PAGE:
No costumes, no jack-o’-lanterns, no candy corn

Some students at West choose not to celebrate Halloween.

Art by Emma Hall

Pulling on their assorted costumes of ghosts, witches, zombies and anything in between, kids race out the door on Halloween night ready to fill their bags with candy. As they knock on each door, their bags start to fill up until there’s hardly any room left.Art by Emma Hall

While this experience is a common one for most kids in the country, about 30.5 percent of US citizens are not going to celebrate Halloween in 2018, according to

Amy Crespo ‘21 chooses to not partake in the celebrations. Crespo has never celebrated Halloween for religious reasons.

“It’s about my faith and what I believe in,” Crespo said. “The Bible told me not to fear anything … and I think that Halloween is about the scary stuff … and if it provides fear, I don’t want to celebrate it, because I don’t want to put fear into other people.”

Quite a few religions do not celebrate the holiday because of its basis in Christianity, and other religions do not celebrate it because of its association with Satanism.

When she was younger, Crespo used to stay home from school on Halloween. Now, with the workload of high school, she is not able to do that anymore.

“[Going to school on Halloween] doesn’t really bug me as much anymore,” Crespo said. “It’s nice seeing people having fun, but I still won’t participate in it.”

Whenever you have someone that has different views than you or celebrates different things you grow as a person. You understand more and you’re more accepting of people.”

— Abigail McKeone '21

Crespo has a lot of friends from her church, Independent Pentecostal Christian Church, that also do not celebrate Halloween. She has known them since they were two, so the group did not feel as left out when other kids were talking about Halloween.

“It’s nice that they don’t celebrate it [either]. It’s kind of easier to have those friends,” Crespo said.

Her friends that do celebrate Halloween are also supportive of Crespo’s decisions. One such friend is Abigail McKeone ‘21.

“She told us in elementary [that she doesn’t celebrate Halloween]. I didn’t really care, she can do whatever she wants,” McKeone said.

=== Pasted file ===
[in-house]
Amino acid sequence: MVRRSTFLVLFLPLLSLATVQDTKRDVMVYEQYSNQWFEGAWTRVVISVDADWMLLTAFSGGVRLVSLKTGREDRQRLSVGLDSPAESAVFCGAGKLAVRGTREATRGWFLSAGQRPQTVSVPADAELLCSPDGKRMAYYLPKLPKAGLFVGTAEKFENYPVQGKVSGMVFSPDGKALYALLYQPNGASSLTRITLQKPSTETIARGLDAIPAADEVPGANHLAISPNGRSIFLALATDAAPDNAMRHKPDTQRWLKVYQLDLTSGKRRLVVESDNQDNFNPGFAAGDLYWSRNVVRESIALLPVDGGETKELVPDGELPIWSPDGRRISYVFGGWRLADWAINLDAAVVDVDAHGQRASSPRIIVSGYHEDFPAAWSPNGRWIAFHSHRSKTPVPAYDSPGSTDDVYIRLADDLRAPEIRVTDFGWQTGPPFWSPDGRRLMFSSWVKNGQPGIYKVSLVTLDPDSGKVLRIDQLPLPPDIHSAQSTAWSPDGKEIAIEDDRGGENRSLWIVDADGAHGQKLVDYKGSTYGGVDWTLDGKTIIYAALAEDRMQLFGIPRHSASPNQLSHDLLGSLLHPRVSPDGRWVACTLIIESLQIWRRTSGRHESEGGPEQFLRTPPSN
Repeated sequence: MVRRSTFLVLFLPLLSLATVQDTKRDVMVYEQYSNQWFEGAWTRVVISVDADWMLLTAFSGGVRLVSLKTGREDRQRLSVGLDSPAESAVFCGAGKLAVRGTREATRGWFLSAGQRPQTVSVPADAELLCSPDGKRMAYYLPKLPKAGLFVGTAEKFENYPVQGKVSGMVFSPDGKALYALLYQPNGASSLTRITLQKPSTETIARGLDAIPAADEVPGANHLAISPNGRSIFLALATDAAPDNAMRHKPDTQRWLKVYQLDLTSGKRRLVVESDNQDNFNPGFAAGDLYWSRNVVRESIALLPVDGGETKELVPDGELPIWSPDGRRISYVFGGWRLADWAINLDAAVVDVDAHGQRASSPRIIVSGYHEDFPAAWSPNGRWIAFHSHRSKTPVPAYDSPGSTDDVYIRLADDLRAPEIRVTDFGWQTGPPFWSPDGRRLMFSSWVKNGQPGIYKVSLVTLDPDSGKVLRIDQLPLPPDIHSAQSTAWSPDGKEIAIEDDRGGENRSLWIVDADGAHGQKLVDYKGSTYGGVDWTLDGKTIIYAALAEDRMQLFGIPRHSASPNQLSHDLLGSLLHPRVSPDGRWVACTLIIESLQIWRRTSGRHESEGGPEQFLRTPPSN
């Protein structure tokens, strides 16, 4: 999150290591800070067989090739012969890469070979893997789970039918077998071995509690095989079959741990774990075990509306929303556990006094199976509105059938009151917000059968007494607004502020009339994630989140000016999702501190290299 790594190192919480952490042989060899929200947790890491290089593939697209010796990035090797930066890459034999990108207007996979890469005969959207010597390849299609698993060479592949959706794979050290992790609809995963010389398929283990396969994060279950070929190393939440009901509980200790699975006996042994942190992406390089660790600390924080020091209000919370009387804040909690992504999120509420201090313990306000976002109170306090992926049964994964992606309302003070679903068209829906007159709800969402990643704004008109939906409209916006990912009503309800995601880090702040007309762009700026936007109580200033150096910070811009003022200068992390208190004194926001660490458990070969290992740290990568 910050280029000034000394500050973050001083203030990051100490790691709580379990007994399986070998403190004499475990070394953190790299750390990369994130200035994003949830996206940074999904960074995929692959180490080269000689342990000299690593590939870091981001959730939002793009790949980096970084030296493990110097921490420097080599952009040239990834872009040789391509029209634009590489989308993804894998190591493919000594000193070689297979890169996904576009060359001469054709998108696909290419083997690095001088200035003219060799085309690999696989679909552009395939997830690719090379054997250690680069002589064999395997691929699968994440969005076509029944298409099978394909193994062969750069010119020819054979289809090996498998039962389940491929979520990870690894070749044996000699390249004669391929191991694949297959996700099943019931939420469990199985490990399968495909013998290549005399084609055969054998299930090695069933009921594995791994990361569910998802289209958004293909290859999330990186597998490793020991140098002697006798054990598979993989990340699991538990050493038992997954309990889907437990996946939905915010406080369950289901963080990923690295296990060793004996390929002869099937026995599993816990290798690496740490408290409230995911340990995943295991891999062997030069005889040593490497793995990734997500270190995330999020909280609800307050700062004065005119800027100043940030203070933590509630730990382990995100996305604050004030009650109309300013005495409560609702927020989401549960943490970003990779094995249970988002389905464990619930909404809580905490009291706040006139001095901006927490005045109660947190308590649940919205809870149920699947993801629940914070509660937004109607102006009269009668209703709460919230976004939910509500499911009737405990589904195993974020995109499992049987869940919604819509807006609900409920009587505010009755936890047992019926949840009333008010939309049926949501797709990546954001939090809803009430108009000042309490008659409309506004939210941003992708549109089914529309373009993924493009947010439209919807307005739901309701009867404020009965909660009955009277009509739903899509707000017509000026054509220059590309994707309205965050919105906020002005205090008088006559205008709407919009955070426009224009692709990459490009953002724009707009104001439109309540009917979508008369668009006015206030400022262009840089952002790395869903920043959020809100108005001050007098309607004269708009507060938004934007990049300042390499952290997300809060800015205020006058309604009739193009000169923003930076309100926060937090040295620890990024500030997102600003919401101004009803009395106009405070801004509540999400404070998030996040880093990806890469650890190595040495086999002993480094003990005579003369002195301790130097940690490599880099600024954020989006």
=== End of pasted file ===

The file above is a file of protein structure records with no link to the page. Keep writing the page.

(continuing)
McKeone has known Crespo since fourth grade, and she appreciates their friendship.

“Whenever you have someone that has different views than you or celebrates different things, you grow as a person. You understand more and you’re more accepting of people,” McKeone said.

Being in a school surrounded by people who celebrate Halloween can sometimes be awkward. Crespo’s longtime friends tend to respectfully not talk about Halloween around her, but new friends often do not know.

“If there’s a new person, [they’ll say] ‘Oh, what do you [do] for Halloween?’ and I’m there and then my friends will usually say, ‘Oh she doesn’t celebrate Halloween,’ right before I get to it,” Crespo explained. “I guess sometimes they won’t talk about it just because they know I don’t do it, which makes it less of an awkward conversation.”

People have different views on everything, and [my friends] understand that.”

— Amy Crespo '21

Especially during the fall, Halloween shows up everywhere, so avoiding it can be difficult.

“I’ll always be offered [Halloween candy] whenever I go to a doctor’s appointment during this time of year. They’ll say, ‘Oh do you want this candy?’ … I just reject it kindly,” Crespo said. Sometimes Crespo will take the candy, but because it is a part of Halloween she usually will decline.

Crespo accepts other people’s differences and hopes that people accept hers too.

“People have different views on everything, and [my friends] understand that,” Crespo said. “We just support each other. If they don’t want to believe in something or they don’t want to celebrate [something] I’ll support them. It’s just our choices.”